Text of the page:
Our Southern culture promotes visits, hugs, and friendship. It's an atmosphere steeped in love. No matter the circumstance, a good visit with a friend will always make you feel better. But should we always visit someone at the hospital?

Certainly a short visit is appropriate. Your friend or loved one will know you are concerned and you can wish him or her speedy recovery. Remember that if someone is in the hospital, he or she is sick. The last thing a patient should worry about is entertaining visitors. Often, the most important medicine is rest. With all the procedures, lab tests, x-rays, therapies, and doctor's visits, the patient is already tired. Then 15 people drop in to say "howdy" and the poor patient is now exhausted! So really consider the necessity of your visit with a hospital patient.

Cards are always a great way to say "get well soon" and "I love you" without interfering with the patient's rest and recovery. Minimize phone calls as well. Call someone close to the patient to get an update. Patients don't need to repeat the same story over and over as to the latest status of their condition. This is tiring, too. Try to save your visits for when the patient goes home. Most people could use some help once they are discharged from the hospital. Visit your friend or loved one at home and carry over a meal to help out. Or better yet, clean the bathroom while you are there or run the vacuum. There are so many things that can be done in addition to a friendly visit that will really help to get your friend or loved one on the road to recovery.

If you do visit the hospital patient, what about all those isolation signs? If you see one of the colorful signs on the door, stop and reconsider your visit. Stop and read these signs. Follow the instructions. You should talk to the patient's nurse to determine whether you should visit or not. There are many conditions that require isolation. Isolation means that the patient either has a known or suspected condition that is easily transmitted or the patient requires additional protection because of a weakened immune status.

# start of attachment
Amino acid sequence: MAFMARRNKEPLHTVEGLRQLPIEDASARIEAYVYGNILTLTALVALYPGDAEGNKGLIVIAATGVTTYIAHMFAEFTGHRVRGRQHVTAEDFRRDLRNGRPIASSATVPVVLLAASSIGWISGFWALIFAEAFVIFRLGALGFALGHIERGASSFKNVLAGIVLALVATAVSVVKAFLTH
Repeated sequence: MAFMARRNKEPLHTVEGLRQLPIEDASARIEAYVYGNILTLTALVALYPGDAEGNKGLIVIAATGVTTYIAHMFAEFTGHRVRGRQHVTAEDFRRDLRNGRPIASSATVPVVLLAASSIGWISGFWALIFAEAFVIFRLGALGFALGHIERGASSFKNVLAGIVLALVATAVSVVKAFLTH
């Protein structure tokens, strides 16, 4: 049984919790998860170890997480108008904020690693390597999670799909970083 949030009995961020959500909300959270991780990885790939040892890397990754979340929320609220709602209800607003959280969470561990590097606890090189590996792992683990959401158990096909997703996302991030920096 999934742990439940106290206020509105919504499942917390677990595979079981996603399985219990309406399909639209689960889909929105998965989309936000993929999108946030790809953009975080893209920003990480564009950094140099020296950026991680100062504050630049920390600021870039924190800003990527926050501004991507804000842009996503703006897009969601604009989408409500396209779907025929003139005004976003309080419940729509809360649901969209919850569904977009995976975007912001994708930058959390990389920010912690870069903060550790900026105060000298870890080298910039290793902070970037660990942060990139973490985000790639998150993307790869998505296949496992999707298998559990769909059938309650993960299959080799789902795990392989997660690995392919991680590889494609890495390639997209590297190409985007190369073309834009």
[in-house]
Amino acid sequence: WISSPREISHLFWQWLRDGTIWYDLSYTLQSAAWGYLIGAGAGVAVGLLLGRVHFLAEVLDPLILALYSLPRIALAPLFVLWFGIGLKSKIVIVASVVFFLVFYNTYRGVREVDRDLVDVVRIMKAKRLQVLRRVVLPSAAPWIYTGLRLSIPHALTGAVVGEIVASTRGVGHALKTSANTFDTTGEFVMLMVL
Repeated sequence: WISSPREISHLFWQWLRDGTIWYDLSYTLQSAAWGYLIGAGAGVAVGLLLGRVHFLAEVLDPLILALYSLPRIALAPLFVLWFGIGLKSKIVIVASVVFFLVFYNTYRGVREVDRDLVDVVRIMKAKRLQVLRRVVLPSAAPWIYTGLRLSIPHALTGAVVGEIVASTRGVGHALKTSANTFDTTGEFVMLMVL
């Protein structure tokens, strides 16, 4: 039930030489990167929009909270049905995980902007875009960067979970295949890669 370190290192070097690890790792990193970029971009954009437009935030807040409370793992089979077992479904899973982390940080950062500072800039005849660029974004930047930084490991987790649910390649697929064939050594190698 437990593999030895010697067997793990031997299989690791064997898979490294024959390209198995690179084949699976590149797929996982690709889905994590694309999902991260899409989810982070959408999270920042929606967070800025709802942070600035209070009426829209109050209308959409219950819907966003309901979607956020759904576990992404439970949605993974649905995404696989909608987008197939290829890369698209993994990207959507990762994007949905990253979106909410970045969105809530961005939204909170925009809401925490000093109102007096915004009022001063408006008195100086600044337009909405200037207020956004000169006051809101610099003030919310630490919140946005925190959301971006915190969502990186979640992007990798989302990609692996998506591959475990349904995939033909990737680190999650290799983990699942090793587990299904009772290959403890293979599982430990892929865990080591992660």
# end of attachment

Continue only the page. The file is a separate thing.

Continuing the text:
The most common form of isolation is called contact isolation. Simply by coming into contact with the patient or the patient's contaminated environment can transfer germs to you. Let's face it. Sick people come to the hospital. So it stands to reason that germs are going to be at the hospital. Remember that many organisms can be spread simply by touching a contaminated surface. Contaminated surfaces can be found anywhere. These surfaces are not only at the hospital but at stores, restaurants, even our homes.

Often, people who have some of these organisms, especially the drug resistant ones, don't even look sick. So really reconsider visiting, especially if you have a small child with you. Children are very susceptible to picking up these organisms. They often explore their world through touch and taste. Be very aware of good hygiene and practice good hand washing at all times, wherever you are.

The hospital encourages good hand hygiene and has available alcohol foam hand sanitizer in every patient's room as well as other key locations. Everyone is encouraged to use the foam. If hands are visibly soiled soap and water are more appropriate. Bottom line is to be sure to wash your hands, be aware of surfaces you are touching, and really consider the necessity of your visit to the hospital. This will not only protect the patient, but protect everyone.

For more information about Cumberland Medical Center's Infection Control policies or if you have questions, please contact Kathy Howard, director of Infection Control/Employee Health, at 459-7129.

Recommended for you